nep-dge New Economics Papers
on Dynamic General Equilibrium
Issue of 2012‒11‒24
seventeen papers chosen by
Christian Zimmermann
Federal Reserve Bank of St. Louis

  1. Labor-Market Heterogeneity, Aggregation, and the Policy-(In)variance of DSGE Model Parameters By Yongsung Chang; Sun-Bin Kim; Frank Schorfheide
  2. Fiscal Stimulus and Labor Market Dynamics in Japan By Ryuta Ray Kato; Hiroaki Miyamoto
  3. Individual and Aggregate Labor Supply in a Heterogeneous Agent Economy with Intensive and Extensive Margins By Yonsung Chang; Sun-Bin Kim; Kyooho Kwon
  4. Accounting for Global Dispersion of Current Accounts By Yongsung Chang; Sun-Bin Kim; Jaewoo Lee
  5. A Model of Economic Growth with Public Finance: Dynamics and Analytic Solution By O.A. Carboni; P. Russu
  6. Income inequality and macroeconomic stability in a New Keynesian model with limited asset market participation By Giorgio Motta; Patrizio Tirelli
  7. Labor Hiring, Investment, and Stock Return Predictability in the Cross Section By Belo, Frederico; Lin, Xiaoji; Bazdresch, Santiago
  8. Macroeconomic Impact of Population Aging in Japan: A Perspective from an Overlapping Generations Model By Muto, Ichiro; Oda, Takemasa; Sudo, Nao
  9. Longevity and Schooling: The Case of Retirement By Nina Boberg-Fazlic
  10. Estimating Equilibrium Effects of Job Search Assistance By Pieter Gautier; Paul Muller; Bas van der Klaauw,; Michael Rosholm; Michael Svarer
  11. Optimal Monetary Policy in an Open Economy under Asset Market Segmentation By Singh, Rajesh; Lahiri, Amartya; Vegh, Carlos A
  12. An estimation of economic models with recursive preferences By Xiaohong Chen; Jack Favilukis; Sydney Ludvigson
  13. An integrated assessment model with endogenous growth By Hübler, Michael; Baumstark, Lavinia; Leimbach, Marian; Edenhofer, Ottmar; Bauer, Nico
  14. Endogeneous Risk in Monopolistic Competition By Vladislav Damjanovic
  15. Global Indeterminacy in a Tourism Sector Model By O.A. Carboni; P. Russu
  16. Uncertainty and the Politics of Employment Protection By Andrea Vindigni; Cristina Tealdi
  17. E-stability in the Stochastic Ramsey Model By George W. Evans; Kaushik Mitra

  1. By: Yongsung Chang (University of Rochester, Yonsei University); Sun-Bin Kim (Yonsei University); Frank Schorfheide (University of Pennsylvania CEPR and NBER)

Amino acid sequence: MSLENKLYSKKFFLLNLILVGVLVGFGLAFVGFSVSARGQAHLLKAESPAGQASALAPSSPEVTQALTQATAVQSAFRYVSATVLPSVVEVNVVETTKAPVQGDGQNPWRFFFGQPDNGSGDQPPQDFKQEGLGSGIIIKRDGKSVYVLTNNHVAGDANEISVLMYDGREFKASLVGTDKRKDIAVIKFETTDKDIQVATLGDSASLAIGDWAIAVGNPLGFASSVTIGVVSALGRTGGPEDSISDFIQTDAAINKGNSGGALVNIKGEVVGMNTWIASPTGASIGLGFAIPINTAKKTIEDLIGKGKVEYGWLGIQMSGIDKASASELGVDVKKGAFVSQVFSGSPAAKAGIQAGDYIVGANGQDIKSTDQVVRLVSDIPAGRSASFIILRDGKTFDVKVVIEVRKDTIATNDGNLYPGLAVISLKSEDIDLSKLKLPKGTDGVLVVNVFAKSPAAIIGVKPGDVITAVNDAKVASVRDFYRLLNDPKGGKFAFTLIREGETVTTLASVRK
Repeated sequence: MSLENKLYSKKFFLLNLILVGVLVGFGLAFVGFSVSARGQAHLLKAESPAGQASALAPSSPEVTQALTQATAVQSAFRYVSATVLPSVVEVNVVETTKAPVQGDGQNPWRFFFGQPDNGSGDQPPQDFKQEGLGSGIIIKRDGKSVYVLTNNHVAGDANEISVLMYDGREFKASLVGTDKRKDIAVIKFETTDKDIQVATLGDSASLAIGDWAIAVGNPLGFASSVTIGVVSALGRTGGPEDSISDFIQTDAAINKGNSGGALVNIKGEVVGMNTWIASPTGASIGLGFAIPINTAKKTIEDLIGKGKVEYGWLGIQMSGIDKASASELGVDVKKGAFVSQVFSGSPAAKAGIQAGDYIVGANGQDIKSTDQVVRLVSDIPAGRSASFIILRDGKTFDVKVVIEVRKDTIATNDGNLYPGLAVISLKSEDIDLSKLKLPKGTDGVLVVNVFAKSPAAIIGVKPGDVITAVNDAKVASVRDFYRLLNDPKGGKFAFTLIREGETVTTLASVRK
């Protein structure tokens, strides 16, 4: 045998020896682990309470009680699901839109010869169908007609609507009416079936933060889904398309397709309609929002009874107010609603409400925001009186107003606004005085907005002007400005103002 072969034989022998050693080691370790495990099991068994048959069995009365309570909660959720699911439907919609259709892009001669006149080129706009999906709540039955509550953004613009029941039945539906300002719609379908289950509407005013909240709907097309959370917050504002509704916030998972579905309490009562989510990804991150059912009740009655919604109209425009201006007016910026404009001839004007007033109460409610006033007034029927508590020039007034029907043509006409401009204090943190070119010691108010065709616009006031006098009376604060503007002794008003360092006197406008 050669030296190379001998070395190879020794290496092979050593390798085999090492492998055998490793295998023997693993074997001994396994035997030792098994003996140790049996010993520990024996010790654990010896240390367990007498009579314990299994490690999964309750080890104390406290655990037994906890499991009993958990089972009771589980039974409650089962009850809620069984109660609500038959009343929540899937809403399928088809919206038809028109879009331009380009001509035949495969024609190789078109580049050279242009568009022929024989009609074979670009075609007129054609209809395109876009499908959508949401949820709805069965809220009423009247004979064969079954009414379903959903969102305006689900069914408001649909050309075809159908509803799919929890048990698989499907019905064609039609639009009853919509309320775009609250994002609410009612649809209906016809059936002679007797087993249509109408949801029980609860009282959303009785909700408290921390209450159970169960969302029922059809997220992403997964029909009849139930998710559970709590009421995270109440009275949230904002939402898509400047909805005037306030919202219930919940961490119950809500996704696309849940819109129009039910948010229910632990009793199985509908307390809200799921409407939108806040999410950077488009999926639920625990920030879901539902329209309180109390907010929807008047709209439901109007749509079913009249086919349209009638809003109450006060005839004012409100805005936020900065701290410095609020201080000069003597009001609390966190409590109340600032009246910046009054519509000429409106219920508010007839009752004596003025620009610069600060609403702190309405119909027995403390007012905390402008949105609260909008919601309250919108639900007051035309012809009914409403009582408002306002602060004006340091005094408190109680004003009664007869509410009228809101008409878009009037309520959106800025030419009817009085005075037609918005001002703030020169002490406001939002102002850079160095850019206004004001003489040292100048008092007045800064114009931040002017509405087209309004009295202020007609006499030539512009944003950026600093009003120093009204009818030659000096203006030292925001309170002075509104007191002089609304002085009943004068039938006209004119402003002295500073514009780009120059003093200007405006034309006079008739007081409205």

Abstract: Data from a heterogeneous-agents economy with incomplete asset markets and indivisible labor supply are simulated under various scal policy regimes and an approximating representative-agent model is estimated. Preference and technology parameter estimates of the representative-agent model are not invariant to policy changes and the bias in the representative-agent model's policy predictions is large compared to predictive intervals that re ect parameter uncertainty. Since it is not always feasible to account for heterogeneity explicitly, it is important to recognize the possibility that the parameters of a highly aggregated model may not be invariant with respect to policy changes.
    Keywords: Aggregation, DSGE Models, Fiscal Policy, Heterogeneous-Agents Economy, Policy Predictions, Representative-Agent Models
    JEL: C11 C32 E32 E62
    Date: 2012–10–05
  2. By: Ryuta Ray Kato (International University of Japan); Hiroaki Miyamoto (International University of Japan)
    Abstract: The paper studies effects of fiscal expansion on the Japanese labor market. First, using a structural VAR model, we find that the unemployment rate falls and employment rises following an increase in government spending. We also find that fiscal expansion affects flows in and out of unemployment. While an increase in government spending increases the job-finding rate, it reduces the separation rate. We then incorporate search and matching frictions into a standard dynamic general equilibrium model, and study whether the model can explain what we observed in data. While the model fails to predict the exact size of the impact of the government spending shock on the Japanese labor market variables, it can consistently capture the empirical pattern of responses of labor market variables to the shock.